Research has shown that children and adolescents in the United States are less healthy than their counterparts in other high-income countries. But it’s not clear to what extent this disadvantage stems from poverty, lack of access to medical care, or other factors. To better understand the influence of one variable—household income—on health care use, former Commonwealth Fund Harkness Fellow Dougal Hargreaves and colleagues compared health care utilization rates for children and adolescents in the U.S. with those in the Netherlands, which ranks near the top of countries in child health and well-being.
What the Study Found
- On average, U.S. children and adolescents had around half the medical and dental care episodes their Dutch peers had. The differences were most pronounced among low-income children and adolescents.
- Within the U.S., children and adolescents in the lowest-income quartile had fewer doctor and dental contacts than those in the top income quartile. In the Netherlands, the reverse was true: children and adolescents in the poorest families reported more doctor contacts than those in the wealthiest families.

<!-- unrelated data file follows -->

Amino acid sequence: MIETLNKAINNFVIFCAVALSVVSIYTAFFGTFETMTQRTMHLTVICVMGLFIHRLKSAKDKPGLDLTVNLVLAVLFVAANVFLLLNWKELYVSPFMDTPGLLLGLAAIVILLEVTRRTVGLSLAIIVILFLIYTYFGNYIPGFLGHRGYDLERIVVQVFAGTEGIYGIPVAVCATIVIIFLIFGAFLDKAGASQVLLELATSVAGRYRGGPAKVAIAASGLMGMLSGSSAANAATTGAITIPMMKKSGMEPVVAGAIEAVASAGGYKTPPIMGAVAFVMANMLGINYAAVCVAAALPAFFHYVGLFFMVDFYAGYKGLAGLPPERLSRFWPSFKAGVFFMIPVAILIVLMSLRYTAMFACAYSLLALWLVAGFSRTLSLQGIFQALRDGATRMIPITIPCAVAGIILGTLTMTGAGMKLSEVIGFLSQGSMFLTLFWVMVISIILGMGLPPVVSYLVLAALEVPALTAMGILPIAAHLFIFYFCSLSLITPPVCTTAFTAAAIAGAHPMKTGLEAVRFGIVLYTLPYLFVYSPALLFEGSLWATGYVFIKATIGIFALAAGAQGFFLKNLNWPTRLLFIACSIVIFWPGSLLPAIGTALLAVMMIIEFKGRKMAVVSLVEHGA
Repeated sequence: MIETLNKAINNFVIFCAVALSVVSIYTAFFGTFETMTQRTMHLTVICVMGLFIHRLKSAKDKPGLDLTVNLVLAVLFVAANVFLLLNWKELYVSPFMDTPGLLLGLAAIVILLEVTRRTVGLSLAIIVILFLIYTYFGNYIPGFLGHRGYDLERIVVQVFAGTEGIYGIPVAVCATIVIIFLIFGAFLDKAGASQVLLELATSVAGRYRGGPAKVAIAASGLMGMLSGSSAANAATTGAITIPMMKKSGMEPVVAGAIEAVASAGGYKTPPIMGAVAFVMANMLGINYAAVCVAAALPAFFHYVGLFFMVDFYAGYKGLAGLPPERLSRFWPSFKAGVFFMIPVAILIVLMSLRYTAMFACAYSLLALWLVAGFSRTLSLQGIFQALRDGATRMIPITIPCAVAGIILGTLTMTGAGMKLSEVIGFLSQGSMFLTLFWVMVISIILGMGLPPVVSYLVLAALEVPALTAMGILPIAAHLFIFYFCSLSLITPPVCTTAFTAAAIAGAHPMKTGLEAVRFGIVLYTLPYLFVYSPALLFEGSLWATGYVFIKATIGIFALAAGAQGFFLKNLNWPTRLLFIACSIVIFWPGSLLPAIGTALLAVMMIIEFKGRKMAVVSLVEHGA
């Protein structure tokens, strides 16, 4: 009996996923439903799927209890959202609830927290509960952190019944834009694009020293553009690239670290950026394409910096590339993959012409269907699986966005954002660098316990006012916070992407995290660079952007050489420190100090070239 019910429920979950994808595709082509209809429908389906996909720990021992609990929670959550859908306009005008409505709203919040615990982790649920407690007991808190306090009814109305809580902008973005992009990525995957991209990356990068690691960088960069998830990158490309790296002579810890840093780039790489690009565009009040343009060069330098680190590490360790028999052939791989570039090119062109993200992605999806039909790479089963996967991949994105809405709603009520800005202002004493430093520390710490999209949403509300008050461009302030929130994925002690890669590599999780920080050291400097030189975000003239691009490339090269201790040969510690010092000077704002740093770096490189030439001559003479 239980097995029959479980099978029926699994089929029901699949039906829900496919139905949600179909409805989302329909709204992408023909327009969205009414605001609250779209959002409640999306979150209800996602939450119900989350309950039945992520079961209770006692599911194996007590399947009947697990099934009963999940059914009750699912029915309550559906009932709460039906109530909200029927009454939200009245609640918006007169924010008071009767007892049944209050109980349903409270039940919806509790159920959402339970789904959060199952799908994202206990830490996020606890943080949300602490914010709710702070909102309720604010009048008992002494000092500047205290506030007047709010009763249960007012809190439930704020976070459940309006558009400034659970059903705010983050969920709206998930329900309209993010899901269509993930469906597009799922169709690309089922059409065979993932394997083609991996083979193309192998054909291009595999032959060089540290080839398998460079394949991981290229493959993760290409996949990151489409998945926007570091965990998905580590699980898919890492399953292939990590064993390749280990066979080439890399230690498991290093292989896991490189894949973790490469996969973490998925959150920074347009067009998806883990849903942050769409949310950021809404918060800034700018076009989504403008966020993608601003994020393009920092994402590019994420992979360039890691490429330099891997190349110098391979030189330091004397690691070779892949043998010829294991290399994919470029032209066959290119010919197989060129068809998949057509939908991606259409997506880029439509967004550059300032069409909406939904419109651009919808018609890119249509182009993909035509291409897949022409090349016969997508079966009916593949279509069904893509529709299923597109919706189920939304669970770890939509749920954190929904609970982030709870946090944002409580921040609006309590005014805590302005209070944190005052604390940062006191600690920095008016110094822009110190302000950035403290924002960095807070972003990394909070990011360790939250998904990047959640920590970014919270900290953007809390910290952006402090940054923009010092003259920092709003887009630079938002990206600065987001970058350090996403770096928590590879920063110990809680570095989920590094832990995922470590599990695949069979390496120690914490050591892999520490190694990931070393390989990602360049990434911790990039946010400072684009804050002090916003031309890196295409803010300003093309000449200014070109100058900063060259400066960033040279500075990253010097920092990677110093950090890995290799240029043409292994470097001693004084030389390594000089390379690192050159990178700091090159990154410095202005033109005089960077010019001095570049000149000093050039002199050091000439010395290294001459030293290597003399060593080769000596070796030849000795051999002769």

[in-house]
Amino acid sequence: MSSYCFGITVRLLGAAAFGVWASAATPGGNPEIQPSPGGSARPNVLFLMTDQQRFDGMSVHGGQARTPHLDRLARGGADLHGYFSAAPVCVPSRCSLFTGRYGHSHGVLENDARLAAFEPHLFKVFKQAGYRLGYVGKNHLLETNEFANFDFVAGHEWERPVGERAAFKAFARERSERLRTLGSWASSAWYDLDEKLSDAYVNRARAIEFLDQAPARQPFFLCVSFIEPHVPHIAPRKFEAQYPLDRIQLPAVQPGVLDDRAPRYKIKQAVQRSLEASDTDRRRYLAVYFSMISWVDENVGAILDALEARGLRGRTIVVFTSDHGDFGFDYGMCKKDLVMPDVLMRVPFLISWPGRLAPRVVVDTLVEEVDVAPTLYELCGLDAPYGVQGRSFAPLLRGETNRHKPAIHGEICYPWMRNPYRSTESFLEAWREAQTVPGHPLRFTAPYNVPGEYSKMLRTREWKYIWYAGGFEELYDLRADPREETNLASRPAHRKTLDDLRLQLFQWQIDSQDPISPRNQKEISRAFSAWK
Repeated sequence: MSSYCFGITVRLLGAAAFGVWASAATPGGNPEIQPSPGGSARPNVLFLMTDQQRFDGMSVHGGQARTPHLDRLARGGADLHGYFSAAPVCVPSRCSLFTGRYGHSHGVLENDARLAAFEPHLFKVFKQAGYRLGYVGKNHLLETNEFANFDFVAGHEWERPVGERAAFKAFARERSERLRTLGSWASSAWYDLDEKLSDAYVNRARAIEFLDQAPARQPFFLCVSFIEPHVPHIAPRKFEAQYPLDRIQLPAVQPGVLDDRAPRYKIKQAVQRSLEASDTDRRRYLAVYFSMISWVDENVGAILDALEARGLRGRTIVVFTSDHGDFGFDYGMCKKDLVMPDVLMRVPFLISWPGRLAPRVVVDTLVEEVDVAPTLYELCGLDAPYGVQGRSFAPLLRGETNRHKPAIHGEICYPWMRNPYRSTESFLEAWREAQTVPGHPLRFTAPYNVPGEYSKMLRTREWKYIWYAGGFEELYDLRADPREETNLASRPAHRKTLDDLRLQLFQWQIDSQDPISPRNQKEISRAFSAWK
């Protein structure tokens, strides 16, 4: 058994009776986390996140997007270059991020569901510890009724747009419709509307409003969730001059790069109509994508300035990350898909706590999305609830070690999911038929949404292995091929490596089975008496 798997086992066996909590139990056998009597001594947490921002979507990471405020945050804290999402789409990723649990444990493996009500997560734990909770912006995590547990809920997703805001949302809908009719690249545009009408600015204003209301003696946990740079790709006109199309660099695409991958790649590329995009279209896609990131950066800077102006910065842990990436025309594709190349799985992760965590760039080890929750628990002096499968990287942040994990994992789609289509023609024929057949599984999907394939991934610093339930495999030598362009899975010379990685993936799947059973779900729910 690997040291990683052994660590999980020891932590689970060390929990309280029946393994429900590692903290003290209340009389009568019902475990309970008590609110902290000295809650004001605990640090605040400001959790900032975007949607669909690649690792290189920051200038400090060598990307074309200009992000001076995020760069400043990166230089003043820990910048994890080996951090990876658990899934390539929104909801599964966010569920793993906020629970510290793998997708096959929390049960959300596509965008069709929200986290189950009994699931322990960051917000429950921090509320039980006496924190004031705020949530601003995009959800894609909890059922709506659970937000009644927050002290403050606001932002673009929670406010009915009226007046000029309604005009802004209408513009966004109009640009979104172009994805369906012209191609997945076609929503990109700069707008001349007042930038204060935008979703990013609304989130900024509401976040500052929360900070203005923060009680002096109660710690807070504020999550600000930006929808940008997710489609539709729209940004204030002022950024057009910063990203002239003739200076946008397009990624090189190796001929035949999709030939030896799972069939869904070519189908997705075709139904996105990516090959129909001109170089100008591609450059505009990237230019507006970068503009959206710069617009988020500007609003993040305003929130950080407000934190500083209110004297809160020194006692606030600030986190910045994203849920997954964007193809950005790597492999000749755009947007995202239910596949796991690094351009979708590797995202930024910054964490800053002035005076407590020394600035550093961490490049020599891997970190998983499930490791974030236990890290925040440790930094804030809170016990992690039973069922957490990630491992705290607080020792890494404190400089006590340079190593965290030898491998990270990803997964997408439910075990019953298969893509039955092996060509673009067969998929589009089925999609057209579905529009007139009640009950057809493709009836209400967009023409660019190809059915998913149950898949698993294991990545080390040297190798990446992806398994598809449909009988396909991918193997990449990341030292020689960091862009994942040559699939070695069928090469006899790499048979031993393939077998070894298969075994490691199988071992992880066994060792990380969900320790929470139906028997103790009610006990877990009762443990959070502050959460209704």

- The authors found no significant difference in the number of doctor and dental contacts across the poorest three–fifths of families in the U.S. This suggests that infrequent contact with doctors and dentists is not confined to the poorest quintile of households in the U.S.
The data suggest there may be significant levels of unmet health care need across the U.S. pediatric population. Additional research is needed to explore related factors, which may include lack of access to providers, the quality of services, and parental attitudes.